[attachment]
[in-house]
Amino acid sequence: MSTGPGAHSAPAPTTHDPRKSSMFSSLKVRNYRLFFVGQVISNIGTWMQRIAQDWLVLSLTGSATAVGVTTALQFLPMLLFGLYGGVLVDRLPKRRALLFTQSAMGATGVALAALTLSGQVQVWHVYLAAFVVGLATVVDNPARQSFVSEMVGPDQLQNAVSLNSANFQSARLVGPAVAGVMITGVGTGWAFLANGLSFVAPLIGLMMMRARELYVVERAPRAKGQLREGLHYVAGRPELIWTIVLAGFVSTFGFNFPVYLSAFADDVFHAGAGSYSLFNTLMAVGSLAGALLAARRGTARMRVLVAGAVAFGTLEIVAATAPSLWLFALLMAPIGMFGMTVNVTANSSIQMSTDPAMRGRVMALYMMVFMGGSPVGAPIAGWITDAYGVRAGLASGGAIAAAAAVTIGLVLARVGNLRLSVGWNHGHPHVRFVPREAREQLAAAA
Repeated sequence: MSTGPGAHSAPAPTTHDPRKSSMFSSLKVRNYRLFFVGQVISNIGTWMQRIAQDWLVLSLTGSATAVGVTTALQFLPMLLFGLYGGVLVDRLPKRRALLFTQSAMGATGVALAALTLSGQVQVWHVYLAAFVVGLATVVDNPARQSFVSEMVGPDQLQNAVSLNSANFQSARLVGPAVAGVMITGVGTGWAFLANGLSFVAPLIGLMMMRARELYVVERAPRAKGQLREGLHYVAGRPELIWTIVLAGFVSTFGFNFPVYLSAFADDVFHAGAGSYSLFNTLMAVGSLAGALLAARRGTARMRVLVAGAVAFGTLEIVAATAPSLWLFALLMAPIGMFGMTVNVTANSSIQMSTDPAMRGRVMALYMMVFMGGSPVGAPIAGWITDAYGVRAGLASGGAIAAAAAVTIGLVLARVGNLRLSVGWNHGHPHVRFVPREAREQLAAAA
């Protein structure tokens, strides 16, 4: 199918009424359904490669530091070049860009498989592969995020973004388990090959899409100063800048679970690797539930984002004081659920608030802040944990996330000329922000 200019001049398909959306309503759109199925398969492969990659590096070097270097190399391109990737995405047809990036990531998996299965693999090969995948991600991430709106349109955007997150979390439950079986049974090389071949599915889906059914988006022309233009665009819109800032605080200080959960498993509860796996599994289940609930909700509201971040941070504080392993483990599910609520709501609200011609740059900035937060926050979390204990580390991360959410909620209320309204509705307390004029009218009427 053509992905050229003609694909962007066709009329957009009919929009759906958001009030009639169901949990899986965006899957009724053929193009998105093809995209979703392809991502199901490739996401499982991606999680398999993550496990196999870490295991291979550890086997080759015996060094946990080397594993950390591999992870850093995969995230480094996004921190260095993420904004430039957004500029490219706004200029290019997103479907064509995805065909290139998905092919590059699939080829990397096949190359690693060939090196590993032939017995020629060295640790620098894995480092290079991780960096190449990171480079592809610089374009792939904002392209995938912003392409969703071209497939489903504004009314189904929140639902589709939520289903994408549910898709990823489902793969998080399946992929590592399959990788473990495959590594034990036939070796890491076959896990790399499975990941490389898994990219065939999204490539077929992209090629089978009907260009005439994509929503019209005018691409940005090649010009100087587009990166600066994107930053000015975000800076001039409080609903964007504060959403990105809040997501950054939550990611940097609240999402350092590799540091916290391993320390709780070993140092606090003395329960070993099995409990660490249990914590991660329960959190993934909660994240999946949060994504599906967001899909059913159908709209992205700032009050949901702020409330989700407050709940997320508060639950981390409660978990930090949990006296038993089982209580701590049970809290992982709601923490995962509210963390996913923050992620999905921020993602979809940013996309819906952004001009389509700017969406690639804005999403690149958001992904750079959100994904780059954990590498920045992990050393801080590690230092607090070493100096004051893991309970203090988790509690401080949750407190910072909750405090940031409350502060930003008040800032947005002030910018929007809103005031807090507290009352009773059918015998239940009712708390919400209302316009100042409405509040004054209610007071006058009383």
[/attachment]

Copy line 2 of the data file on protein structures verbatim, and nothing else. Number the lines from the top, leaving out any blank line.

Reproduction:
Amino acid sequence: MSTGPGAHSAPAPTTHDPRKSSMFSSLKVRNYRLFFVGQVISNIGTWMQRIAQDWLVLSLTGSATAVGVTTALQFLPMLLFGLYGGVLVDRLPKRRALLFTQSAMGATGVALAALTLSGQVQVWHVYLAAFVVGLATVVDNPARQSFVSEMVGPDQLQNAVSLNSANFQSARLVGPAVAGVMITGVGTGWAFLANGLSFVAPLIGLMMMRARELYVVERAPRAKGQLREGLHYVAGRPELIWTIVLAGFVSTFGFNFPVYLSAFADDVFHAGAGSYSLFNTLMAVGSLAGALLAARRGTARMRVLVAGAVAFGTLEIVAATAPSLWLFALLMAPIGMFGMTVNVTANSSIQMSTDPAMRGRVMALYMMVFMGGSPVGAPIAGWITDAYGVRAGLASGGAIAAAAAVTIGLVLARVGNLRLSVGWNHGHPHVRFVPREAREQLAAAA